For several months now, Sag Harbor Mayor Brian Gilbride has listened as a parade of residents have continually reinforced the fact there are likely hundreds of illegal apartments in Sag Harbor, each resident detailing the likelihood their own neighbors are likely in on the practice.
Without naming names, of course.
The speakers, which have appeared in a series of village board meetings, have spoken in support of, and opposition to, plans to expand an accessory apartment law in the village that would legitimize some existing, illegal apartments.
The expansion of the law would allow about 50 residents, who can show they have illegally operated an apartment in an outbuilding such as a barn or garage for five consecutive years, the ability to bring those units up to code and become legal rentals with amnesty. Two years ago, under then-mayor Gregory Ferraris, the village passed similar legislation targeted at those with illegal units within their primary residences with just a handful coming forward to bring their units up to code.
According to trustee Robby Stein, who spearheaded the expansion with former deputy mayor Tiffany Scarlato, the law is meant to address the safety issues inherent in illegal apartments, while simultaneously opening up a greater stock of rental housing in Sag Harbor.
However, as the board revises the draft legislation and continues public hearings, the law has recently come under fire by some village residents who have expressed concerns about it not protecting neighborhoods from too many apartments and other density issues. In addition, the fairness of the law has been questioned, as has the ability for village code enforcement to truly crack down on those not willing to legalize their units once the law is adopted.
During a village board meeting on Tuesday night, the tone was no different.
Stein opened the discussion by stating he wanted to see the issue left open to the public, while village officials continue to re-draft the law to address these concerns.
Deputy mayor Tim Culver said density was one issue, in particular, he would like to see addressed, specifically how to ensure 10 of the 50 units approved in the pilot program do not end up in one neighborhood.
That was just one of several concerns resident Paul Zaykowski said he had with the law, which he charged was so full of holes a truck could drive right through it.
Zaykowski started by stating he does not believe the expansion of the law will help affordable housing in the village, noting many village properties are owned as investments, and that a majority of these accessory units would not likely be rented to children by their parents in hopes of keeping them in Sag Harbor.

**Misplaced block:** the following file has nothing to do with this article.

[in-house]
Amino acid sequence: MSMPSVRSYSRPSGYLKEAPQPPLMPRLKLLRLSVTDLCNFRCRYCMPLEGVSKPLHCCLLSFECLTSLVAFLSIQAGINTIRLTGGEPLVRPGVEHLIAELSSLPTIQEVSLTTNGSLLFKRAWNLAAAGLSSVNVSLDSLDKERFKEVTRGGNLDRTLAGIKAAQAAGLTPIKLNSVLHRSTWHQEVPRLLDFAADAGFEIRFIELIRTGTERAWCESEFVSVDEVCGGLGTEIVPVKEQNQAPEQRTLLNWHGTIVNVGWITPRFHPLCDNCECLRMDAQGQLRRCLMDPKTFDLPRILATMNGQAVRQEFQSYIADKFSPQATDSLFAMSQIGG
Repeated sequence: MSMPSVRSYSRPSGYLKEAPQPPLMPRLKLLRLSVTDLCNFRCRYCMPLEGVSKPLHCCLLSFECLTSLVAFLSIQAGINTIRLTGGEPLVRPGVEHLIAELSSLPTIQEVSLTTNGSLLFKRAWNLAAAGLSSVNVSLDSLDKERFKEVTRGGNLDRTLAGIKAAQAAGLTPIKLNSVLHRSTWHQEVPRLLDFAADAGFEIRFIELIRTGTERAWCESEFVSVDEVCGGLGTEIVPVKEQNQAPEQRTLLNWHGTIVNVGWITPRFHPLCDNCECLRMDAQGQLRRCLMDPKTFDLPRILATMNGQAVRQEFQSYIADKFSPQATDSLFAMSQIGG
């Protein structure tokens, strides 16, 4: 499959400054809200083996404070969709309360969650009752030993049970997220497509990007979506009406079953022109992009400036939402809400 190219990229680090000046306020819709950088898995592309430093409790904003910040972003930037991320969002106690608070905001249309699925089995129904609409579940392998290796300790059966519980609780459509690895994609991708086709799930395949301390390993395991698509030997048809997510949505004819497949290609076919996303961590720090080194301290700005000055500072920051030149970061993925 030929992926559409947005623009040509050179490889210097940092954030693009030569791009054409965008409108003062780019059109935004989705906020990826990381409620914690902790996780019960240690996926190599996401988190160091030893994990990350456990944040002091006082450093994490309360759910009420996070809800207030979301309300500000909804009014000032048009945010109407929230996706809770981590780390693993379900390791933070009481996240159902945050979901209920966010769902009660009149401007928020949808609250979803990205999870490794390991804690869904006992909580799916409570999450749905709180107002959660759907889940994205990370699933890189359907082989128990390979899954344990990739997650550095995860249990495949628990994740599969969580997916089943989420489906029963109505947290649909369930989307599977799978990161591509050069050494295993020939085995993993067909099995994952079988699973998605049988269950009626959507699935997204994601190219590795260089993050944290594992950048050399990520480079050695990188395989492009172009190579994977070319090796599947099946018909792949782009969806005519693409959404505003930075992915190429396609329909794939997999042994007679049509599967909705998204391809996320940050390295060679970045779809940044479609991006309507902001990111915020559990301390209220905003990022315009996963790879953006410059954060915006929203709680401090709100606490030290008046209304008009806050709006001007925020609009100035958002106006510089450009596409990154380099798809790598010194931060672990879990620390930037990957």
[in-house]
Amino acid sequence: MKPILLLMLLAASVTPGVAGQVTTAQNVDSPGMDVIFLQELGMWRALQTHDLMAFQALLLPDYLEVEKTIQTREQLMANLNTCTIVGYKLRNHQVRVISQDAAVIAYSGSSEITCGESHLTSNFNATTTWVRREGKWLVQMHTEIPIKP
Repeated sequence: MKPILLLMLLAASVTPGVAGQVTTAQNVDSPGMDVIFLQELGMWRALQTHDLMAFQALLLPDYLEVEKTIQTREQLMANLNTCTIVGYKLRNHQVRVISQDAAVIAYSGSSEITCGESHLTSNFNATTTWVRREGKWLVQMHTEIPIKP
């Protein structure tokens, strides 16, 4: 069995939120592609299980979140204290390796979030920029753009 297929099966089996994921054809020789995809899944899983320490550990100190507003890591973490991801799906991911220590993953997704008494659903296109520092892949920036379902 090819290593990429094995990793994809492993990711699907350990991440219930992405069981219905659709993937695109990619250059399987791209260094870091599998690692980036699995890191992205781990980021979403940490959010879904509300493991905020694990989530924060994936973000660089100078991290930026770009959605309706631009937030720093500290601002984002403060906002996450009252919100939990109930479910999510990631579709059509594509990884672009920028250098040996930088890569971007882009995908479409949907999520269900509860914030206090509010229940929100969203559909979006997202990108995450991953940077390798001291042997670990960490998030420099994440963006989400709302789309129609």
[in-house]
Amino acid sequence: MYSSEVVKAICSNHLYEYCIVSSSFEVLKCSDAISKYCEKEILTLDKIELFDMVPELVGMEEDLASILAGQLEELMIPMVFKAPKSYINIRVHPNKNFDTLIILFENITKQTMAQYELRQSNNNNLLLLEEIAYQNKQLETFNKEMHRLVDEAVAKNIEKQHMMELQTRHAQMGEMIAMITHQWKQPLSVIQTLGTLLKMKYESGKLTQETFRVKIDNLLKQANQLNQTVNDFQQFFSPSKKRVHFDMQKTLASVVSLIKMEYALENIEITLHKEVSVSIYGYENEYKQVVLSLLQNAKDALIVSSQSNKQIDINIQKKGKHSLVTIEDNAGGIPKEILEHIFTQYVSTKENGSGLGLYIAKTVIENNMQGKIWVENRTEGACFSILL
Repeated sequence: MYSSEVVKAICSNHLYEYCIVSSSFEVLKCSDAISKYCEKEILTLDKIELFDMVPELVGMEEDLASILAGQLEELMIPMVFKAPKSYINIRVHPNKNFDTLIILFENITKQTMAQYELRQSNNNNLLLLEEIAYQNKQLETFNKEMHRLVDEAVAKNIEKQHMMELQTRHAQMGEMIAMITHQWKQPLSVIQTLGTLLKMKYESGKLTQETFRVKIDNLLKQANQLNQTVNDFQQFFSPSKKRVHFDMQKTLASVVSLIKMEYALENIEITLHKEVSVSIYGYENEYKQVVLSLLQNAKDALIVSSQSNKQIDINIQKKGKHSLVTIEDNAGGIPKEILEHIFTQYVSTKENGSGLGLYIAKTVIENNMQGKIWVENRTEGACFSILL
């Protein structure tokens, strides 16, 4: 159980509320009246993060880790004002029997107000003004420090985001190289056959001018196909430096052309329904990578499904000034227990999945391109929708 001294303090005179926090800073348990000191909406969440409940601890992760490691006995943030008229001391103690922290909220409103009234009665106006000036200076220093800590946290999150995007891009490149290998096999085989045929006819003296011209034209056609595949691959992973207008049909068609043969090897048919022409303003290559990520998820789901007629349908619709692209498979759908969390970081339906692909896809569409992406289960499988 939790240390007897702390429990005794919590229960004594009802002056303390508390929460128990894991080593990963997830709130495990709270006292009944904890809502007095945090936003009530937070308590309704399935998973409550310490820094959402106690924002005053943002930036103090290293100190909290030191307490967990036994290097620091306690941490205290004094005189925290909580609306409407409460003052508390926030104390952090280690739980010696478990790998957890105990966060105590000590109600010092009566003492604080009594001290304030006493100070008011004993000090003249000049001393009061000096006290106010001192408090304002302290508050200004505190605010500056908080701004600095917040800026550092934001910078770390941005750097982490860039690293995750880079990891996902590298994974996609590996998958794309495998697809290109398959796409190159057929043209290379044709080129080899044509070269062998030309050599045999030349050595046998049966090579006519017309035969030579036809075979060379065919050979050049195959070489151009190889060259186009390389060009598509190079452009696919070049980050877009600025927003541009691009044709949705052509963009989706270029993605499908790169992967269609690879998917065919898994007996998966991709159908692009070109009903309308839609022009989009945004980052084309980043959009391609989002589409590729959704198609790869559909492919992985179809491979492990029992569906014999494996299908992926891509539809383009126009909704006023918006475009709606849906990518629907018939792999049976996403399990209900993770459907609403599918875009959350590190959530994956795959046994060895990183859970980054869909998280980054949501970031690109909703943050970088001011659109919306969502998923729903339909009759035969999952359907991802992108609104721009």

“I would be all for Mr. Smith or Mr. Jones renting out so their kids can stay here,” he said, adding the law would more likely be used as an income generator by people who already have enough money to purchase a $2 million home in Sag Harbor. Zaykowski also wondered what happens to those who don’t bring their units up to code.
Gilbride said once the law is passed, sometime this fall, village code enforcement will inventory the village in search of illegal units and cite them.
“That is going to cause a ton of disruption,” said Zaykowski, asking why code enforcement has not dealt with the numerous illegal apartments in the village already, or leave well enough alone.
“The problem is now that this has reared its head something has to happen,” said Gilbride.
“Part of it is hopefully for affordability, but the other part is for safety,” added Stein.
Zaykowski also questioned why someone who has broken the law for a number of years is given amnesty, and why he, as someone who has not broken the law and paid their taxes, would not be allowed to capitalize on the accessory apartment law by building his own unit.
“Your point is a good one,” said Stein, saying in the future, if they meet code, he would see no problem allowing new units to be built in the village.
“This is the first stage,” said Stein. “Let’s get what we know is out there in compliance.”
“If you really believe this is a safety issue and know they are out there, you should be enforcing the current law,” said former mayor and Sag Harbor resident Pierce Hance. “If there is a clear and present danger you should be acting on it. That is where the village responsibility lies and you are not acting on it.”
Hance said he doubted the law would ultimately help affordable housing in the village on either end of the spectrum and encouraged the board to deal with what is out there now before changing the law.
“Let’s enforce the code, get a level playing field without safety issues and then address what to do,” said Hance. “Let’s not award the bank robber after he is gone and give him the money anyway.”